For example, let's assume an Animal class which has single method Sound() that takes a single argument sound of type string. Now this Animal is a base type two three different classes Cat, Dog and Lion which too are composed of method Sound() which too takes a single argument sound of type string. This setup is shown as below:


namespace WorkConsoleApp
{
    public class Animal
    {
        public virtual void Sound(string sound)
        {
            Console.WriteLine($"Animal makes Sound - {sound}");
        }
    }

    public class Cat : Animal
    {
        public override void Sound(string sound)
        {
            Console.WriteLine($"Cat makes Sound - {sound}");
        }
    }

    public class Dog : Animal
    {
        public override void Sound(string sound)
        {
            Console.WriteLine($"Dog makes Sound - {sound}");
        }
    }

    public class Lion : Animal
    {
        public override void Sound(string sound)
        {
            Console.WriteLine($"Lion makes Sound - {sound}");
        }
    }
}

When you look at it, each of the type (Dog, Cat and Lion) can exist individually and can be referred individually for their method Sound(). But at the caller's end, the caller would never know what is the underlying implementation he's invoking. Thus he'd just call the method Sound() over a reference variable animal which is of basetype Animal, and would have its value be assigned via some functionality (say a factory, or a constructor injection).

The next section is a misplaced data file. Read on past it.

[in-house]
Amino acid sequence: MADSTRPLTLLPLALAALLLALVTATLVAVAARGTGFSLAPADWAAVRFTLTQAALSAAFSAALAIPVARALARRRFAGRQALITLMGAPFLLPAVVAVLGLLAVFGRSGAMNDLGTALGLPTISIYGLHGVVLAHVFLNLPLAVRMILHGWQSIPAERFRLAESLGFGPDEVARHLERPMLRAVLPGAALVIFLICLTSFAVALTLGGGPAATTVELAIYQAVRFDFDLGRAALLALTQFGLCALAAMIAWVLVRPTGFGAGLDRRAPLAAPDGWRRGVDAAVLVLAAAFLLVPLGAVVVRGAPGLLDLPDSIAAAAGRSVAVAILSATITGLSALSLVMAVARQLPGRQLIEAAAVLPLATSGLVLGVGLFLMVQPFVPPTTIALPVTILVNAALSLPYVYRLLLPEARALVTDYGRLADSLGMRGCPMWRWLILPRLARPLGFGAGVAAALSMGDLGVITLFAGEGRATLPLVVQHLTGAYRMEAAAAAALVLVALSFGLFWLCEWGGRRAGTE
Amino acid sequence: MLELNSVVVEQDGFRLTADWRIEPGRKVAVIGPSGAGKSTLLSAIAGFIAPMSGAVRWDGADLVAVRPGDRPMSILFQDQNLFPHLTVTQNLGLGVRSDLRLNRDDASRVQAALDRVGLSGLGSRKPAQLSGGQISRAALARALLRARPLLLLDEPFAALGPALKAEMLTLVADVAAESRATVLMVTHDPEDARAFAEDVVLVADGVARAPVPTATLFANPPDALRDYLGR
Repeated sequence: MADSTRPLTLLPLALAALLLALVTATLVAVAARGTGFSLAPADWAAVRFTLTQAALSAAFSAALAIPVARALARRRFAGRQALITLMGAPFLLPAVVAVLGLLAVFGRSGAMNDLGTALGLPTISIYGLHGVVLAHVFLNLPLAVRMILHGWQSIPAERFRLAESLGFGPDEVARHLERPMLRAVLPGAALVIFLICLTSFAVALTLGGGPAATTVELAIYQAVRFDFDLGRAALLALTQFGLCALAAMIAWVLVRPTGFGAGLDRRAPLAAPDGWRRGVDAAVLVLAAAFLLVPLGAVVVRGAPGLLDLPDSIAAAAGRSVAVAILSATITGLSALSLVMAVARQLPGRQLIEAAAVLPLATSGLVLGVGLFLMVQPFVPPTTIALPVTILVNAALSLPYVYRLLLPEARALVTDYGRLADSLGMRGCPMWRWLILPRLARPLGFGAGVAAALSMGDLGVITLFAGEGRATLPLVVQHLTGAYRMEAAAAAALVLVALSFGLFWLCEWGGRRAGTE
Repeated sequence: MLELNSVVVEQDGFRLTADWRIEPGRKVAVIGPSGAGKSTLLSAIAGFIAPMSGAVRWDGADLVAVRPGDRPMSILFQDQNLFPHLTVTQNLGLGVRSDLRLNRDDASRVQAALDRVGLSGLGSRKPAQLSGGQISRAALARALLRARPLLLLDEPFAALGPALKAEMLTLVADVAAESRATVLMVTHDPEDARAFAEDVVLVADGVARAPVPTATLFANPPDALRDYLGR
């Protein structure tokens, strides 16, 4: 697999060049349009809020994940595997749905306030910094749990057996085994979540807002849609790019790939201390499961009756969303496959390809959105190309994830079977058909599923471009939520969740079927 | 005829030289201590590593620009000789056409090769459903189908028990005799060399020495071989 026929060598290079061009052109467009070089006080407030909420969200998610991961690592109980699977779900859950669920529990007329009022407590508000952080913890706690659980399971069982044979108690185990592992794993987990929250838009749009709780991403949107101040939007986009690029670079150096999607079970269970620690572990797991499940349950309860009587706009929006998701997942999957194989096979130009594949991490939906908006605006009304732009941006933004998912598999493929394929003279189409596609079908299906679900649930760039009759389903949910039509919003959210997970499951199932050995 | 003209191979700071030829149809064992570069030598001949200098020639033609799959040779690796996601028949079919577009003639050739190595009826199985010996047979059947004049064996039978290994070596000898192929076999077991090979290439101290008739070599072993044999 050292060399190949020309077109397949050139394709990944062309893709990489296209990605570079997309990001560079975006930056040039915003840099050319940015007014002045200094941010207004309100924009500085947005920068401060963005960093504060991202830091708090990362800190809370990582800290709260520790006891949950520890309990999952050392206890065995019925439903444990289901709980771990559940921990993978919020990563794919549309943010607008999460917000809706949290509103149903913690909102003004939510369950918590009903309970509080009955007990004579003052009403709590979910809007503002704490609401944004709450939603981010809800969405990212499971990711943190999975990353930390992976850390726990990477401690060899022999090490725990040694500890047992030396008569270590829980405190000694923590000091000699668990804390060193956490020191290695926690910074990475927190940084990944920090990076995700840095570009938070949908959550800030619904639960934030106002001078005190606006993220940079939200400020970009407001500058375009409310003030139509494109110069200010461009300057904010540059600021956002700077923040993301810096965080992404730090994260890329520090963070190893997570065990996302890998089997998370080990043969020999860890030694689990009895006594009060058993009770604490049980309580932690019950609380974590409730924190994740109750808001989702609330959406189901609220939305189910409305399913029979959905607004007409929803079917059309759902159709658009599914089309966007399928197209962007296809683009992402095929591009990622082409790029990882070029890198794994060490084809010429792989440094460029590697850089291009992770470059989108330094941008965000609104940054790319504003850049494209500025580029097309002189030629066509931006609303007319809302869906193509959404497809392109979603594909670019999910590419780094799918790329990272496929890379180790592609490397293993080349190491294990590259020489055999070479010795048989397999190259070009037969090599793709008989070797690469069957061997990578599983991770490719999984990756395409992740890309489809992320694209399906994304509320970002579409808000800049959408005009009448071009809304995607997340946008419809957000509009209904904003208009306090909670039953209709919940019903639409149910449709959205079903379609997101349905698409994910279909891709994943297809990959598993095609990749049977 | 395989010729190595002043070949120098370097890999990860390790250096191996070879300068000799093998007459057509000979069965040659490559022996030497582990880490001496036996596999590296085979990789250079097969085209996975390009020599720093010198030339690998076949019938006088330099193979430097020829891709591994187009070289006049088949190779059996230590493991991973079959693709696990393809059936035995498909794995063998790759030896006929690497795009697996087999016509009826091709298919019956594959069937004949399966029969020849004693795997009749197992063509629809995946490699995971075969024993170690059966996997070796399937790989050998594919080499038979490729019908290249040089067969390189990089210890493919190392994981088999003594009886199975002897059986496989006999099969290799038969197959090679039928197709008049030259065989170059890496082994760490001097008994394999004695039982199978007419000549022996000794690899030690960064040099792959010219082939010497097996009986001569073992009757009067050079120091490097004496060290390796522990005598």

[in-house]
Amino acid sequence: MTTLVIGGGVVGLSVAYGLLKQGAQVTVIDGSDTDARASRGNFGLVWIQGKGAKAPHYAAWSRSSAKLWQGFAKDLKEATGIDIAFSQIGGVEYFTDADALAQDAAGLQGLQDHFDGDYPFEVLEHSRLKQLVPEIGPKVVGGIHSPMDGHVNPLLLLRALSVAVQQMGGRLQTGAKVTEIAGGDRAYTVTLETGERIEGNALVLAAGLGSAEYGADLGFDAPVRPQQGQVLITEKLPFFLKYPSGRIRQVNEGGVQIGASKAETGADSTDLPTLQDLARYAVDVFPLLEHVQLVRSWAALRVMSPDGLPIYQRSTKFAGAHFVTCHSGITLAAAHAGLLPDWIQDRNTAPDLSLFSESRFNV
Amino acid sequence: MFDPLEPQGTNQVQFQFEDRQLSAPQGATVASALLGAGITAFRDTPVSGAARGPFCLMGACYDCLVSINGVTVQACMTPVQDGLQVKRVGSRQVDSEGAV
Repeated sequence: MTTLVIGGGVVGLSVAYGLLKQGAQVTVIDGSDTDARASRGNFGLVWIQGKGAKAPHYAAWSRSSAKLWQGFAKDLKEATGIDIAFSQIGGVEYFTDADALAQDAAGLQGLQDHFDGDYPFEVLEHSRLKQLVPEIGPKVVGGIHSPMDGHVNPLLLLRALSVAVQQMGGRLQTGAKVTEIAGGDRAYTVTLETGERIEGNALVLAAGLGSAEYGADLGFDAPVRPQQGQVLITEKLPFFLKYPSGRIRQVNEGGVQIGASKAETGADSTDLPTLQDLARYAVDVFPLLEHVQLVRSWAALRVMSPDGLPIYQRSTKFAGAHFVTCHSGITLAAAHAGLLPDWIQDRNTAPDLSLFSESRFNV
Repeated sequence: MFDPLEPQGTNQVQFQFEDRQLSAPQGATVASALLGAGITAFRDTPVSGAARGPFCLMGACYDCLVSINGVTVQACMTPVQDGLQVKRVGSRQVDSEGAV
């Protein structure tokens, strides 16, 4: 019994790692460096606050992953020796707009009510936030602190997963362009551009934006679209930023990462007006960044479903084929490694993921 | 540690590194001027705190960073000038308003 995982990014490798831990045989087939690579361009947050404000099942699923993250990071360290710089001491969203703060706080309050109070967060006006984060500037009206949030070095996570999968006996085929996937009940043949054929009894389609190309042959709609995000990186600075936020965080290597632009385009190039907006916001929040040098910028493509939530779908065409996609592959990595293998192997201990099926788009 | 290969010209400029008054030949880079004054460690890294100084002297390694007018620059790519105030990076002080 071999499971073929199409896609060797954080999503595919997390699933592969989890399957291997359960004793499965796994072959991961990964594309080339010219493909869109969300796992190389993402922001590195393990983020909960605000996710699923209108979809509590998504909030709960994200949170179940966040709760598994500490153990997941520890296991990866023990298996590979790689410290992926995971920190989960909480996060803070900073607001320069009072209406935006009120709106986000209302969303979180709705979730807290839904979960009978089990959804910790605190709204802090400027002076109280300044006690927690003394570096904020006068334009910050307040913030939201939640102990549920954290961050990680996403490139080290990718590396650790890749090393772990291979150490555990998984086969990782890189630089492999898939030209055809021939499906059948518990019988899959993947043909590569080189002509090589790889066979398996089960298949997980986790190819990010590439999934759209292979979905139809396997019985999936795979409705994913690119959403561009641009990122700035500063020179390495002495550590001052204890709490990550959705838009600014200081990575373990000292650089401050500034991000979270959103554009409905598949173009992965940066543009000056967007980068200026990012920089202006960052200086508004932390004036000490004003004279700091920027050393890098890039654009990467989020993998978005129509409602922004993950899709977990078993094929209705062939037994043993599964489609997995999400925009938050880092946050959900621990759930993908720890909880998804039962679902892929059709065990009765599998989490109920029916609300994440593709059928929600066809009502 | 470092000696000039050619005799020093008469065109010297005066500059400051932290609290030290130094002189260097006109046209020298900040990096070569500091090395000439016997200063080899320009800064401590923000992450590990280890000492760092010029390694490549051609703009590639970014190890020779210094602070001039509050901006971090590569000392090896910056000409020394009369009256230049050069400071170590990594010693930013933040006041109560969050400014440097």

namespace WorkConsoleApp { public class AnimalCaller { private Animal animal;

    public AnimalCaller()
    {
        // assign to Dog instance
        this.animal = new Dog();
    }

    public void CallAnimal()
    {
        animal.Sound("Cat");
    }
}

}

The decision of what method needs to be called for a variable of a specific base type is taken depending on what derived type instance is passed into it and is taken during runtime.

How overriding can be useful?

Overriding is one of the more important concept of code by abstractions and can greatly help in code extensibility. When at a later point of time, the caller needs to add an additional implementation of the base Animal type in the form of an animal Crocodile, which shall also have a Sound() method, we can simply make this Crocodile class a derivative of the base Animal type and then override the actual Sound() functionality which the animal provides with our own flavor and then substitute this new implementation for the abstract type argument the caller expects. This can greatly help with developing extensive components and is also one of the SOLID principles the Open/Closed principle. Method Overriding makes all this possible because of this characteristic.